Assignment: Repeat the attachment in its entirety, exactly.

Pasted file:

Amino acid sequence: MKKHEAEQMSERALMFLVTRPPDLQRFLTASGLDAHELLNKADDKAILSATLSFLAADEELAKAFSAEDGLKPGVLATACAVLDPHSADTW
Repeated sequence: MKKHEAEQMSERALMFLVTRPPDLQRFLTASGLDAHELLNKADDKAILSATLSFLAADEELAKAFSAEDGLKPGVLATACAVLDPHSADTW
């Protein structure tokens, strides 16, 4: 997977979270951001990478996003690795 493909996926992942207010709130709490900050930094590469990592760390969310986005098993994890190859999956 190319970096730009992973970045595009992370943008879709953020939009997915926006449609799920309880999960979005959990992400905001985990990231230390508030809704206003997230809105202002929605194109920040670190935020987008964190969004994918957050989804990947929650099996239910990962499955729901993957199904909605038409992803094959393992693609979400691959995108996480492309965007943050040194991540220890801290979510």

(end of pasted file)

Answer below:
Amino acid sequence: MKKHEAEQMSERALMFLVTRPPDLQRFLTASGLDAHELLNKADDKAILSATLSFLAADEELAKAFSAEDGLKPGVLATACAVLDPHSADTW
Repeated sequence: MKKHEAEQMSERALMFLVTRPPDLQRFLTASGLDAHELLNKADDKAILSATLSFLAADEELAKAFSAEDGLKPGVLATACAVLDPHSADTW
């Protein structure tokens, strides 16, 4: 997977979270951001990478996003690795 493909996926992942207010709130709490900050930094590469990592760390969310986005098993994890190859999956 190319970096730009992973970045595009992370943008879709953020939009997915926006449609799920309880999960979005959990992400905001985990990231230390508030809704206003997230809105202002929605194109920040670190935020987008964190969004994918957050989804990947929650099996239910990962499955729901993957199904909605038409992803094959393992693609979400691959995108996480492309965007943050040194991540220890801290979510």